Scotland has thousands of miles of coastline and hundreds of islands that the Calmac ferries can’t reach. Onboard the Emma Jane from Oban with Hebrides Cruises I set sail to explore some of these special places…and packed my yoga mat and an open mind.

Most of the trips run by Hebrides Cruises have a wildlife focus but I’m on a new trip that is a little different. Serenity at Sea combines the luxury of a small boat cruise with the opportunity to begin or develop a yoga and meditation practice, while visiting islands around the Sound of Mull.

Leaving Oban on the top deck of Emma Jane, a glass of champagne in hand, I already feel hugely lucky to be on board.

The Herald:

The Emma Jane sleeps up to 10 guests in compact but luxurious cabins with private bathrooms. She is designed for pleasure cruising: stabilisers limit the sea swell and every detail on board is impeccably designed. My favourite spot on the boat is up at the very top, hair flying, kittiwakes soaring and diving above me. Others prefer the hot tub.

Experienced skipper James Fairbairns is at the helm. He has spent his life on boats in these waters and knows where the calmest moorings are for a peaceful sleep or yoga on deck, and which islands are best to sail to in which exact weather conditions.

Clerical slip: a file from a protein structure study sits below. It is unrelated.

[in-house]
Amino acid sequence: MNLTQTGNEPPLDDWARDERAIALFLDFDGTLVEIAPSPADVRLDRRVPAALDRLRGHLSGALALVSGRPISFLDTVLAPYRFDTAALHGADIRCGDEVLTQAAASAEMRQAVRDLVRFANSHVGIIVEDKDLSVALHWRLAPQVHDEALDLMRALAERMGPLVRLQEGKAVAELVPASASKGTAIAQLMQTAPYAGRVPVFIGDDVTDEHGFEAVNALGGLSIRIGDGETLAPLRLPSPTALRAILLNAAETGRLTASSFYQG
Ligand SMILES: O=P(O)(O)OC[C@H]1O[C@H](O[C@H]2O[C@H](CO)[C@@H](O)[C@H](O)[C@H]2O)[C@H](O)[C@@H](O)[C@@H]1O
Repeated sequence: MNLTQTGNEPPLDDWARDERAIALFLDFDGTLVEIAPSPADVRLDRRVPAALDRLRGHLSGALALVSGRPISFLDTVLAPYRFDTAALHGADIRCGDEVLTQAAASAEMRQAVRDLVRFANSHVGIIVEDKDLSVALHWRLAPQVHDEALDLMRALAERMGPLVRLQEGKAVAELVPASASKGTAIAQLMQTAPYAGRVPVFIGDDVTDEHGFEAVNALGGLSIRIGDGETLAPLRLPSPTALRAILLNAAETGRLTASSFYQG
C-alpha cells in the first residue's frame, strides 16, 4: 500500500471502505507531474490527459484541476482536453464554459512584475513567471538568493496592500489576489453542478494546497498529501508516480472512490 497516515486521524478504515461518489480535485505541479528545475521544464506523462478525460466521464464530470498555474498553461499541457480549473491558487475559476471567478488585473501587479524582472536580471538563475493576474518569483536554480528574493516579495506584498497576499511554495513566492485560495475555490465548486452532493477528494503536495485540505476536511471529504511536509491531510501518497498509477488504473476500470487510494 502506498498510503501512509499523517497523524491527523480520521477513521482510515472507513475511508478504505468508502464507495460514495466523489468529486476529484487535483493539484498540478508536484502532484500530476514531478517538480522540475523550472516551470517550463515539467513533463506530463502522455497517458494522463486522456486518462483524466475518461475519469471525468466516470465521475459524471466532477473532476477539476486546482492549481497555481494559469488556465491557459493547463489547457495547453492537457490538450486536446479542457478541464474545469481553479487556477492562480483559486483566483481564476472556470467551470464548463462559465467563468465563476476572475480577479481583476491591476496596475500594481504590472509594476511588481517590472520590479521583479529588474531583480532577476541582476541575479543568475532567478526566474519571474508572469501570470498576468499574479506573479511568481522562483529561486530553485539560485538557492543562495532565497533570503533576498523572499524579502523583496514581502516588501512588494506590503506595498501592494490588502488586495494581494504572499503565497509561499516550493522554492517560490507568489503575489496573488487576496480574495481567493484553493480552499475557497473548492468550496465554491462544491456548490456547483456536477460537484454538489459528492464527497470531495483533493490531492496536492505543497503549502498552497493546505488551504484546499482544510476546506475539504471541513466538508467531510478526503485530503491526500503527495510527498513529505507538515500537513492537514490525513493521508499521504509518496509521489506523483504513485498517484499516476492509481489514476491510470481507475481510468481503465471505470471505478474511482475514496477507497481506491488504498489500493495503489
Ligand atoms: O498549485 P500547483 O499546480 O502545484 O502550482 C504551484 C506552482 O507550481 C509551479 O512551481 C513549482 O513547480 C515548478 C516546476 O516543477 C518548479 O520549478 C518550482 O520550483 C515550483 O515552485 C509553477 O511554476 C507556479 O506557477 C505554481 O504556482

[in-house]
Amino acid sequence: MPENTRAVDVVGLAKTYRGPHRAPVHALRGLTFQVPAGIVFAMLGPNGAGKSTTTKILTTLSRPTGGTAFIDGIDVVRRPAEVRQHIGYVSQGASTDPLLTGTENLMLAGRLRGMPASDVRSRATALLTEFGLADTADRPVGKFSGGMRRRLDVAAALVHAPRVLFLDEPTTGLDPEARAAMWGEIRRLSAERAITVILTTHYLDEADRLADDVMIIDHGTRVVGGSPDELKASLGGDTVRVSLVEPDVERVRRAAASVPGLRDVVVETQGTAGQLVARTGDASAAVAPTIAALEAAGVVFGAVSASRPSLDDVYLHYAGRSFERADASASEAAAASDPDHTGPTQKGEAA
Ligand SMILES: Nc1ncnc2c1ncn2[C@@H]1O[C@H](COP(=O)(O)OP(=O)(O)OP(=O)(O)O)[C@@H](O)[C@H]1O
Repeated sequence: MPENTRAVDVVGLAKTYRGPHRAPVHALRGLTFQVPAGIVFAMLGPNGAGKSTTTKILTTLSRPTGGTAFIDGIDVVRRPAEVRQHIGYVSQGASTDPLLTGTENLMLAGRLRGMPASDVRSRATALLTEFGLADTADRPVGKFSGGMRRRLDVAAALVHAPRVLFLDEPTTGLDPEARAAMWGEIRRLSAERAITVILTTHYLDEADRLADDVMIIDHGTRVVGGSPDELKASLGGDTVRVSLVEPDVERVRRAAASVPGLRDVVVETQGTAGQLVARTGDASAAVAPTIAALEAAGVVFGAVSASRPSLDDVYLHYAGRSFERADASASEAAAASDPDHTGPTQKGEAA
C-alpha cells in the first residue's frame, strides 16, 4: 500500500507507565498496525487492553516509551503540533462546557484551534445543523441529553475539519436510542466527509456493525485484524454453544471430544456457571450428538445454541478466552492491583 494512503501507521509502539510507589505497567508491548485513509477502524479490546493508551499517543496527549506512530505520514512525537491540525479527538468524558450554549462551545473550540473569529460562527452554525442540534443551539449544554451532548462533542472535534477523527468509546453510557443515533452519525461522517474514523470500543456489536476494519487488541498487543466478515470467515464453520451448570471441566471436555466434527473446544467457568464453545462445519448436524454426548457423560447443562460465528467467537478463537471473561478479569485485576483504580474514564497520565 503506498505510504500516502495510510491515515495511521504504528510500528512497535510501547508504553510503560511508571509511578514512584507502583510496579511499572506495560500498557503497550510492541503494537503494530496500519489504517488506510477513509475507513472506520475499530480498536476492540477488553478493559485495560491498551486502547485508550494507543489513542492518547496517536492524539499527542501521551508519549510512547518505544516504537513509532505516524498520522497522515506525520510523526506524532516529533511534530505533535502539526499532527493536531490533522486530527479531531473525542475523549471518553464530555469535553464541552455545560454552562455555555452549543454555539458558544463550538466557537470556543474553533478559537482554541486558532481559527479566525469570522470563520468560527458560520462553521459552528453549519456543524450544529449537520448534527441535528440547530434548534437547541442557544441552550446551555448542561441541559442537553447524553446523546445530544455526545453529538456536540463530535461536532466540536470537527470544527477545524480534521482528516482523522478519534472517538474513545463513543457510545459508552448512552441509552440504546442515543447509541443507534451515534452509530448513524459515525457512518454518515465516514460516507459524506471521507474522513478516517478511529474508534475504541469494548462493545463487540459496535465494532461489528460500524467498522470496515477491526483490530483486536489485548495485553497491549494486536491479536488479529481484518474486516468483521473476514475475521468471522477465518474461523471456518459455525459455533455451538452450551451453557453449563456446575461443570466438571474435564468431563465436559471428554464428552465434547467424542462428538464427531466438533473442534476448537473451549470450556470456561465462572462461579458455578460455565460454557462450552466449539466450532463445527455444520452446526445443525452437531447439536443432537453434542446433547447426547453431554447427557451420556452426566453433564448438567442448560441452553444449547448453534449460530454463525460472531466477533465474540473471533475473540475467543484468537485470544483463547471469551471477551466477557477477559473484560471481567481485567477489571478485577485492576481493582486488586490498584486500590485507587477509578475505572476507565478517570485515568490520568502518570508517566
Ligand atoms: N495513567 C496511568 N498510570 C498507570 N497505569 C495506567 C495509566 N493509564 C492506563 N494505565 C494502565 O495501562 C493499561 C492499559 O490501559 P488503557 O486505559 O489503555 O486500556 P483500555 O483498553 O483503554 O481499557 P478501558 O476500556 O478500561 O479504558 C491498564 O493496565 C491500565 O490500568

Fairbairns can also spot wildlife, or ‘beasties’ as he jokingly calls them, before they seem visible to anyone else.

The Herald:

Magnificent dolphins are our frequent companions, swimming up beside the boat then playing in the wash, jumping and diving.

On one memorable afternoon Fairbairns cuts the engine and calls everyone on deck, moments later a minke whale surfaces.

For a good 10 minutes we watch this magnificent creature, diving and surfacing, the sound of its spout easily audible over the gentle lap of waves.

En route to Ulva on the tender we spot a birds of prey. In the smaller nimble boat we follow the flight path and are rewarded by two majestic white tailed sea eagles flying over the boat.

Each of these wildlife encounters feels like a precious gift.

The Herald:

Our yoga instructors this week, Laura and Iain, trained in the Forrest yoga tradition: a relatively new and dynamic form, partially influenced by Native American traditions and ceremonies. Embedded in this practice is a deep respect for the land, which feels very appropriate for exploring the gorgeous Sound of Mull.